Bruce Davison says he felt confused when he first read the script for Saving Lincoln.
“I didn’t get [the title] at all,” the veteran actor tells Big Hollywood, thinking of that tragic night at Ford’s Theater back in 1865.
Davison wasn’t familiar with Ward Hill Lamon, Lincoln’s trusted bodyguard and friend who saved the president’s life on multiple occasions before John Wilkes Booth fired that fateful shot. It’s one reason Davison is glad to be a part of Saving Lincoln, an independent film chronicling the bond between Lincoln (Tom Amandes) and Lamon (Lea Coco) in the years leading up to the president’s assassination. The film illuminates a part of Lincoln’s legacy not regularly chronicled on film.
Davison, star of such diverse features as Willard, Apt Pupil and X-Men, plays Secretary of State William H. Seward. Davison doesn’t resemble Seward, something he notes with a laugh is clearer now thanks to director Steven Spielberg’s Oscar-nominated take on Lincoln.
“[Seward] was virulently anti-slave long before Lincoln,” he says of his character, a fact that led to plenty of pragmatic discussions within the Team of Rivals over the best ways to proceed on passing the amendment ending slavery.
Davison’s deep film resume has covered plenty of thematic ground, but with Saving Lincoln he got the chance to act against mostly green screens. The film uses Lincoln-era photographs as backdrops, inserting the cast into the frame via computer wizardry.
“That’s what fascinated me most of all, taking daguerreotypes and stills that existed during the period and turning them into three-dimensional sets,” says Davison, adding he didn’t change his approach at all except for making sure he hit his marks precisely. Otherwise, his character might stroll into “the third dimension of a hallway,” he says.
The actor isn’t up for any major awards this year, but he did receive an Oscar nomination for his work in the 1989 film Longtime Companion. The movie was one of the first major releases to grapple with the AIDS crisis.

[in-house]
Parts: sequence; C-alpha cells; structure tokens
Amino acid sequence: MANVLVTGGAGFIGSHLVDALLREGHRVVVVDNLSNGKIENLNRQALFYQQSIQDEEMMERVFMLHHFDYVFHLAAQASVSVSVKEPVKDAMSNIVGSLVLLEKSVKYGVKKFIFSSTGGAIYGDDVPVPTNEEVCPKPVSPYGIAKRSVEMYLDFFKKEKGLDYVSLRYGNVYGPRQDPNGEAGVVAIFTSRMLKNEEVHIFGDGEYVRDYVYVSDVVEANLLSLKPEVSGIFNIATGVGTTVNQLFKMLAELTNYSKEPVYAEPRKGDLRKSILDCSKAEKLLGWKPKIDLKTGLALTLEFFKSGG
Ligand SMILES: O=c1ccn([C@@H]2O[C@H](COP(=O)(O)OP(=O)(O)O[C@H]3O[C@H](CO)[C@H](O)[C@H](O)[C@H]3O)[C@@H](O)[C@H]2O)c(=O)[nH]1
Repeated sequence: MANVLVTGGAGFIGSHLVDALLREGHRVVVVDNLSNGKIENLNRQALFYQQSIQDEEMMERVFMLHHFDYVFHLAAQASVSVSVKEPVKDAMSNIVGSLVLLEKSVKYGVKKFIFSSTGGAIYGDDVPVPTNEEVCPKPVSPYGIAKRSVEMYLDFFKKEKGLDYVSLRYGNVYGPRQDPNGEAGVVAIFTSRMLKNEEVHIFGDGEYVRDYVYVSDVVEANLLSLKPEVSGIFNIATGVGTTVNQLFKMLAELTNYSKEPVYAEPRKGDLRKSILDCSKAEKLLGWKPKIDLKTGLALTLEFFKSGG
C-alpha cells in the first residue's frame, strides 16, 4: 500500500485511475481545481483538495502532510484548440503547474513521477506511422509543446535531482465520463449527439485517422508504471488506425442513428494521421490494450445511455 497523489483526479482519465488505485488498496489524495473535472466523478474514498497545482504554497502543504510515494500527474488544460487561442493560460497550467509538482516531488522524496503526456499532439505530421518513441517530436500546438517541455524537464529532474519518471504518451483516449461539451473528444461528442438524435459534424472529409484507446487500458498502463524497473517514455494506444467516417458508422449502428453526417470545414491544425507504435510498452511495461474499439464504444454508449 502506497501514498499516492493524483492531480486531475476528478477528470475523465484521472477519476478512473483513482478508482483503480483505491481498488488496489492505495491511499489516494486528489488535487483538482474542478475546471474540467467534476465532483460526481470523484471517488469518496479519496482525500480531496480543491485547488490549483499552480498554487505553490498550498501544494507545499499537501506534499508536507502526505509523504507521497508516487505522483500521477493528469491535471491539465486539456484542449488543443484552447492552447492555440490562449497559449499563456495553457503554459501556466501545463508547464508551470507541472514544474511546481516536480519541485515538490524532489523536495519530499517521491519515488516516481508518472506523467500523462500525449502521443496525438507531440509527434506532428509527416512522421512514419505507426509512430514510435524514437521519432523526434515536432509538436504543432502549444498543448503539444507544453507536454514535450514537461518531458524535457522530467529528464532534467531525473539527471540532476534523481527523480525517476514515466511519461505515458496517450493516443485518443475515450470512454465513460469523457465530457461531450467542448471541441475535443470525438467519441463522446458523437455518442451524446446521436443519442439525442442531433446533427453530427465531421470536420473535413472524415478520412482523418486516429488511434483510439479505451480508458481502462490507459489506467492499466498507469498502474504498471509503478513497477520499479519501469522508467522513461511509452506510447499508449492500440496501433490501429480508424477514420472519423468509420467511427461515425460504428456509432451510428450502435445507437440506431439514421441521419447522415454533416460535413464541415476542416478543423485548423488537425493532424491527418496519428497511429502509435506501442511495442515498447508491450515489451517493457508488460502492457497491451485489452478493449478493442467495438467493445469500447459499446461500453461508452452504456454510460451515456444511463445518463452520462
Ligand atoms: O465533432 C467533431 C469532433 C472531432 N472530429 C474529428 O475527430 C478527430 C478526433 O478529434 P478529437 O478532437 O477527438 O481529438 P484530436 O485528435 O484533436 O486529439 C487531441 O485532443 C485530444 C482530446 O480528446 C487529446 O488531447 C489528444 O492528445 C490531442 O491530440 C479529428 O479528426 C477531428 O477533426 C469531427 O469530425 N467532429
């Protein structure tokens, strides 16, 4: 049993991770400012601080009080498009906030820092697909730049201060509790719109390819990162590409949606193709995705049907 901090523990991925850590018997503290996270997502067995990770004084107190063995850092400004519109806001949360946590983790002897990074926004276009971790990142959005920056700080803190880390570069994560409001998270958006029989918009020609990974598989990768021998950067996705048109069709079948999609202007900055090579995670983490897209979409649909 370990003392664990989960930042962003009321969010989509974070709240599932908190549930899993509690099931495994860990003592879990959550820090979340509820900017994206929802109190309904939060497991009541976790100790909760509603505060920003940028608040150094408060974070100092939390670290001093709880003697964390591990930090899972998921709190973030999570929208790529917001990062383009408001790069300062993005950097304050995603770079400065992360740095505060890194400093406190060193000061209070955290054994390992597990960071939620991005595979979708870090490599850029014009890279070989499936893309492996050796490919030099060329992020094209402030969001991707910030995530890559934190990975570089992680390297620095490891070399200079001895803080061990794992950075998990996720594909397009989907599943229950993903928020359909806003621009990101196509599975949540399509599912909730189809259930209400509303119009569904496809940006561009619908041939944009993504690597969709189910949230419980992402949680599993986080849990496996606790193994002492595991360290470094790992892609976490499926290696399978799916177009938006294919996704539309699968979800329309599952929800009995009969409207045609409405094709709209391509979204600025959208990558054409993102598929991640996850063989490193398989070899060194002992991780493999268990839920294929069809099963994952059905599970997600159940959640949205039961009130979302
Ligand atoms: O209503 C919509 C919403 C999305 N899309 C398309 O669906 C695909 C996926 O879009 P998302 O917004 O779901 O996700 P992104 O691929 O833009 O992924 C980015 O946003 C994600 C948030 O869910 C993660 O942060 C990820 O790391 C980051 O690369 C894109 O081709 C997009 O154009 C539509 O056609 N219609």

“There was an awful lot of blowback over the fact that not all races, creeds and colors were connected to the film. It was just one story being told about a great group of friends,” he says, adding the charges weren’t fair to the project.
He sees another Oscar-themed unfairness with actors boycotting Zero Dark Thirty for its alleged endorsement of “torture.”
“I don’t feel that the film takes a pro-torture stance at all. It’s reporting in a pretty accurate way what happened,” he says.
Davison’s next big screen projects finds him working under director Rob Zombie in The Lords of Salem, set for an April 19 release.
“He’s always outrageous in everything he does,” the actor says of the rocker turned horror auteur, adding audiences will howl over the film’s trio of witches (including actress Dee Wallace). Just don’t ask him to reveal much of his part of the story.
“I don’t know what the hell it’s gonna be by the time he’s done editing it,” he says. It’s part of life as a character actor, the names who don’t always make the marquee posters.
“I never know where I’m gonna be kicked next, and that’s kind of fun,” he says of his colorful career.
Davison says the recent flood of interest in all things Lincoln reminds him of how pop culture embraced Benjamin Franklin during the country’s bicentennial. The actor appeared in one of the era’s Franklin projects, playing the celebrated figure’s bastard son in the 1976 miniseries Benjamin Franklin.
“I think it’s a wonderful idea to explore that period of time. It reflects who we are,” he says. “Lincoln’s story has so much to do with the evolution of our country and who we became … there are so many stories to be told within that span.”